I blame Oprah. Well, not just Oprah, also Ellen and the ladies on The View. While I’m at it, I blame Betty Friedan and Gloria Steinem too. Female empowerment. Believe in yourself. Take control. Well, I took control, which is why I now find myself in Marc’s apartment at The Regent Arms. I’ve just committed a B and E. I’ve even got the lingo down. That’s break and enter for a law-abiding citizen, which is what I used to be. Now I’m a common criminal. No one will believe it. I’m level-headed. Responsible. I don’t do crazy-ass stuff like cook pet rabbits on the stove. I’m a nice girl. Really!
(Illustration above by Anthony Tremmaglia)
I’ve never been vindictive. Even when my high school sweetheart made out with a chesty redhead under the bleachers at a football game between the Hillcrest Hawks and St. Pat’s Fighting Irish, I didn’t take revenge. I simply broke up with him — clean and simple. Secretly, though, I wished they would each contract a virulent case of herpes.
Now I’m standing in a spacious foyer with glistening marble floors and mosaic inlays, staring at a priceless bronze Giacometti sculpture. Marc told me he knew nothing about art. Nothing! He let me ramble on when we went to the museum. And how I rambled. As a junior cataloguer for Christie’s auction house, my love for art history came flooding out. I was thrilled to have an eager audience. We discussed the Italian Renaissance, and I pointed out Titian’s mastery of chiaroscuro, the use of contrasting light to achieve a sense of volume. I delighted in explaining the aim of the Impressionists, who challenged accepted concepts of colour and light. I gushed with admiration at the rebellious Abstract Expressionists with their anti-figurative aesthetic. Marc had a restless curiosity, and he listened with genuine interest. He joked that my lip gloss matched the lipstick stain on the cigarette butt in Jackson Pollock’s painting Full Fathom Five. How cute is that? “Teach me,” he said. “I’m a blank canvas,” he said. Then I walk in (or, rather, break in) and come face to face with a Giacometti!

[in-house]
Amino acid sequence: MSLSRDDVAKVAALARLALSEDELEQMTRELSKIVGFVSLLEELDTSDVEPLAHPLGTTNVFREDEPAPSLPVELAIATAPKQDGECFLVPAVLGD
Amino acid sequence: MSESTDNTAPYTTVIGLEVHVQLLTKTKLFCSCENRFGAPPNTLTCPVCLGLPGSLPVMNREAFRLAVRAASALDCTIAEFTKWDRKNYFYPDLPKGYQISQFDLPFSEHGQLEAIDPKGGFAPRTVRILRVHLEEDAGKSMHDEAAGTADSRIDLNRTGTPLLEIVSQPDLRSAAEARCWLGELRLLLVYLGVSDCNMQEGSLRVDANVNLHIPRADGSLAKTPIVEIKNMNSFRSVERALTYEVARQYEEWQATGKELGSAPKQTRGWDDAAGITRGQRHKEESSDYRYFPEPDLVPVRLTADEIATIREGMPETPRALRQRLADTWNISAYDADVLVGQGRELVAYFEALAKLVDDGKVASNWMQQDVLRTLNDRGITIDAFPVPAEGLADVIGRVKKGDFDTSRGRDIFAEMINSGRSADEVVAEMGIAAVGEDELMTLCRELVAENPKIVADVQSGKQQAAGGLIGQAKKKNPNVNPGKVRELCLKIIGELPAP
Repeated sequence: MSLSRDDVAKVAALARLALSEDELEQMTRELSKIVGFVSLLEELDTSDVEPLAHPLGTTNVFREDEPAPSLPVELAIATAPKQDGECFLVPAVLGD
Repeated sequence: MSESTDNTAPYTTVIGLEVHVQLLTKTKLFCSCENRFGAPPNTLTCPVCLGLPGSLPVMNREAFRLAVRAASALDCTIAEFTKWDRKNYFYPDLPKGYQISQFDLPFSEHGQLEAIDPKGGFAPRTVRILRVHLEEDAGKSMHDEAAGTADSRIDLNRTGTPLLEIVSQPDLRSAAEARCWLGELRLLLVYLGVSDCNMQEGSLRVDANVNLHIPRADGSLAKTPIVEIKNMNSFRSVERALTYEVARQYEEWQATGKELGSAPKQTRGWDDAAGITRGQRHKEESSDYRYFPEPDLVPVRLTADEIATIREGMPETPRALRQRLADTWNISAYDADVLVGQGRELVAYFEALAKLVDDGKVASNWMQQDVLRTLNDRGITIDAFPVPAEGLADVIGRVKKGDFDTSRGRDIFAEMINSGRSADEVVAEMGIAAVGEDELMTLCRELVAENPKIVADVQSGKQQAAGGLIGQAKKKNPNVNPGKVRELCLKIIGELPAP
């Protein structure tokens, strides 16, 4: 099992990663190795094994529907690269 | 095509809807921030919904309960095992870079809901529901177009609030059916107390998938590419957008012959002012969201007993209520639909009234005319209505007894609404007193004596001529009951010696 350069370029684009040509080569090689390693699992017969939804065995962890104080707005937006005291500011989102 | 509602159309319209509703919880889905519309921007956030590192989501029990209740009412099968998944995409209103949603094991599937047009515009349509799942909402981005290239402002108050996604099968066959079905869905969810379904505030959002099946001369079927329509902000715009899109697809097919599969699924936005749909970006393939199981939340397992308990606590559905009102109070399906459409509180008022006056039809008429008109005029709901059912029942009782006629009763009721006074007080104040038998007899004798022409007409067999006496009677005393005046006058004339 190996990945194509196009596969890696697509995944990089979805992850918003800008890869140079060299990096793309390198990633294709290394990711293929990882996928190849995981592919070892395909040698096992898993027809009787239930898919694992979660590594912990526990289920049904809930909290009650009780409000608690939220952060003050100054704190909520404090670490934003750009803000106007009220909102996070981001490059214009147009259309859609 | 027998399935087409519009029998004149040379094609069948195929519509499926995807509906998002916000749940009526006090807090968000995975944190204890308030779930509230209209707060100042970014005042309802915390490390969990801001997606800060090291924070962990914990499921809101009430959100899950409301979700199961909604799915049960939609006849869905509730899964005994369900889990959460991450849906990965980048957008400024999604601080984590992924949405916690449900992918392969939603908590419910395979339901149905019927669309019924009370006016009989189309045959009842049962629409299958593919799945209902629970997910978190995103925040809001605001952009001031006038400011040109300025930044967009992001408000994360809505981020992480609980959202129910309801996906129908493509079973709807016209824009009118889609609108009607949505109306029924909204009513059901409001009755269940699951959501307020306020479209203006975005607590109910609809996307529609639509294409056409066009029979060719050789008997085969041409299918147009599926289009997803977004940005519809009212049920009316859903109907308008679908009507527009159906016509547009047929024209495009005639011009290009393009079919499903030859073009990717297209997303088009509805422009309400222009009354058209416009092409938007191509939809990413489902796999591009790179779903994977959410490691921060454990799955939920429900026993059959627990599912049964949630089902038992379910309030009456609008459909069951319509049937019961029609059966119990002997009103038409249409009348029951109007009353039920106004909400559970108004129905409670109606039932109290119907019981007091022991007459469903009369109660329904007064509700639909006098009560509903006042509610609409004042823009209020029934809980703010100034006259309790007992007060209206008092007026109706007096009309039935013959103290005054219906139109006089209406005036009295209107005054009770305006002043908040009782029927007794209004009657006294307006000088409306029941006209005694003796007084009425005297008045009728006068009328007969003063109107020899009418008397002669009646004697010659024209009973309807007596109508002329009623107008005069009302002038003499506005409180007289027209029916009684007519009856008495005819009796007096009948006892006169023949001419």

Marc said he had a linguistics degree and had finished law school — I had no reason to mistrust him. He told me he was subletting a modest apartment at The Regent Arms and described his typical bachelor flat. Mattress on the floor. A much-loved, lumpy armchair and an array of flea-market finds in desperate need of restoring. In the refrigerator, a lonely six-pack of Molson’s (preferring Canadian beer to its watery American counterpart) and a solidified box of baking soda, well past preserving the wilted iceberg lettuce and shrivelled wedge of cheddar. Marc said he was saving for a larger place while he studied for the New York bar exam.
Well, if this is modest, the Queen lives in a Motel 8.